Sunday, January 31, 2010

Moonlight hikes are amazing

Last night Jaime and I experienced a very cool and new way to enjoy the beautiful scenery of Colorado. We went to our friends house in Boulder for some dinner and a moonlight hike. In case you didn't know, Friday night was supposed to be brightest full moon of the whole year. We went for a nice short hike Saturday night into some open space at the foot of the flatirons in Boulder. The moon was brilliant and looked so cool coming through the trees. It was really cool to see the city lights stretched out below, with the flatirons behind us. We came back to an excellent dinner of dungeness crab, asparagus, Waldorf salad and chardonnay. All in all a great night! Enjoy the pics!

We had planned to go skiing today, but decided there were too many other things to be done for the clinic. Not to mention that we didn't make it home until midnight last night, so a little extra sleep was in order. I did lay out Jaime's and my training plans for the year. The first Xterra right now is looking like Xterra 4 Corners the first weekend in June. I'd like to do on earlier, such as the West Cup in Vegas, so we'll have to see if it can be done.

Next weekend is the Sedona half. I'm feeling good about it, as I've put in the training, now it is just time to suffer for 95 minutes and make my body do what it should do. I'll have a race report shortly after that.

Saturday, January 23, 2010

2 weeks and counting

It is 2 weeks from today that a bunch of us will be gathered in Sedona, AZ for the 1/2 marathon. I'm really looking forward to a fun road trip, hanging out with friends, checking out a new part of the country, and hopefully throwing (trowing if you are from St. Bonaventure) down a new PR in the half. The road trip part of the whole weekend is a part that a lot of people probably hate, but I never cease to be amazed when I travel out here at the expanse of emptiness that you can find. We'll be going through one of those parts in western New Mexico/north eastern AZ.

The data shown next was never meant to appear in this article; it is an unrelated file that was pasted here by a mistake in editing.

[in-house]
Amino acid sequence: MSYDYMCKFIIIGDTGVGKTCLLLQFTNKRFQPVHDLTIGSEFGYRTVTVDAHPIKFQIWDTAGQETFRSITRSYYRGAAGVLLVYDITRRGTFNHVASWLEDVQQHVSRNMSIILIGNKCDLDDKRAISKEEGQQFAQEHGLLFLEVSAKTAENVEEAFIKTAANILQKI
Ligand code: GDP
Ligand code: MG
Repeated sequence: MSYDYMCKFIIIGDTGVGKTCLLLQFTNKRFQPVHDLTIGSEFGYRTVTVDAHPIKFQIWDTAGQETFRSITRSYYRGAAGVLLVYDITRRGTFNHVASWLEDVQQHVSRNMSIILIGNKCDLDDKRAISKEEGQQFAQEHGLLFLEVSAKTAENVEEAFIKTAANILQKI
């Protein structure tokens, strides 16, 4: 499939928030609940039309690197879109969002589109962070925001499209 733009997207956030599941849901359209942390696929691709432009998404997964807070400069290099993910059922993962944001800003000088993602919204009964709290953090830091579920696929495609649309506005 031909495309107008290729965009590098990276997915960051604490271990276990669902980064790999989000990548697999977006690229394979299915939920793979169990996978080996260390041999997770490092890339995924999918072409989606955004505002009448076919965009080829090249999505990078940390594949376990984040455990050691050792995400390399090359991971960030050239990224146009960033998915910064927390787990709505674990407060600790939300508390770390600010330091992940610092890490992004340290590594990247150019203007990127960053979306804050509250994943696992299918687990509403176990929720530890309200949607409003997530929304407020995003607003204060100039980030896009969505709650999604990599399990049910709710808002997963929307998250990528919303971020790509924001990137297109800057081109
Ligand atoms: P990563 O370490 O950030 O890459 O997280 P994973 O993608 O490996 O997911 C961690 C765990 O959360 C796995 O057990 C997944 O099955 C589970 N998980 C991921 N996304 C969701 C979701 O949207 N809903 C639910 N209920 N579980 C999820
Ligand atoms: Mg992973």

The weather here was just starting to be warm enough to have all of the snow melted, and now it is looking like the possibility of some snow next week. We were so close to having the mountain bike trails clear. We would still have to ride early while they are frozen, so that we don't tear them up, but having some clear trails to ride would have been nice. Oh well, more time in the pain cave I guess. The weather is good for some hearty winter soups though, which is just what Jaime and I made this week. Actually she made it while I did the riding in the spare room. What a great wife huh? Here is the recipe if anyone wants to try it. It is easy and tasty. I would suggest adding more stock than it calls for though. This will make about 9 bowls of soup as it is listed, but obviously more if you add more stock.

This week's training went pretty well and looked like this:
2 swims so far, plus one more tomorrow - all 2,000 yards.
#1 had 6x200 at race pace intervals w/:30 recoveries as the main set
#2 had 400,300,200,3x100, all pull at endurance pace as main set.
#3 (tomorrow) has 5x100 sprint w/1:00 recovery, 400 easy, 6x50 sprint w/:30 recovery

4 bike sessions on the trainer.
#1 45 mins with 2x6:00 threshold intervals
#2 1:15 at endurance pace (thank god for criminal minds marathons on TV)